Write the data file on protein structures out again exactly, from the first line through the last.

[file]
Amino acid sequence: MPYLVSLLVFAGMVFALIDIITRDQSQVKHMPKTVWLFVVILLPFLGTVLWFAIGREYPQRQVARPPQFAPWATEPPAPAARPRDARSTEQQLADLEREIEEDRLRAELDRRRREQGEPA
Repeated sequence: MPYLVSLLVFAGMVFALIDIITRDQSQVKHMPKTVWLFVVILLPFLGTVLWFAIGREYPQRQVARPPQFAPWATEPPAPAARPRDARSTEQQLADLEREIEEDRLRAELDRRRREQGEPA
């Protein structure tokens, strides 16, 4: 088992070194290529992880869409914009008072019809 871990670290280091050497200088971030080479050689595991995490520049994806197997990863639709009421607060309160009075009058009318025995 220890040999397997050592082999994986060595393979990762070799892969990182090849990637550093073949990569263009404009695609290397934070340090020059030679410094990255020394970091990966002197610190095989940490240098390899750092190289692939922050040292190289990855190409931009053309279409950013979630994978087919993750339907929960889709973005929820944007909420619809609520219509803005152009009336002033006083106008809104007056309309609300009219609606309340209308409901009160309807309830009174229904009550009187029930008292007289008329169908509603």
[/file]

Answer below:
Amino acid sequence: MPYLVSLLVFAGMVFALIDIITRDQSQVKHMPKTVWLFVVILLPFLGTVLWFAIGREYPQRQVARPPQFAPWATEPPAPAARPRDARSTEQQLADLEREIEEDRLRAELDRRRREQGEPA
Repeated sequence: MPYLVSLLVFAGMVFALIDIITRDQSQVKHMPKTVWLFVVILLPFLGTVLWFAIGREYPQRQVARPPQFAPWATEPPAPAARPRDARSTEQQLADLEREIEEDRLRAELDRRRREQGEPA
């Protein structure tokens, strides 16, 4: 088992070194290529992880869409914009008072019809 871990670290280091050497200088971030080479050689595991995490520049994806197997990863639709009421607060309160009075009058009318025995 220890040999397997050592082999994986060595393979990762070799892969990182090849990637550093073949990569263009404009695609290397934070340090020059030679410094990255020394970091990966002197610190095989940490240098390899750092190289692939922050040292190289990855190409931009053309279409950013979630994978087919993750339907929960889709973005929820944007909420619809609520219509803005152009009336002033006083106008809104007056309309609300009219609606309340209308409901009160309807309830009174229904009550009187029930008292007289008329169908509603």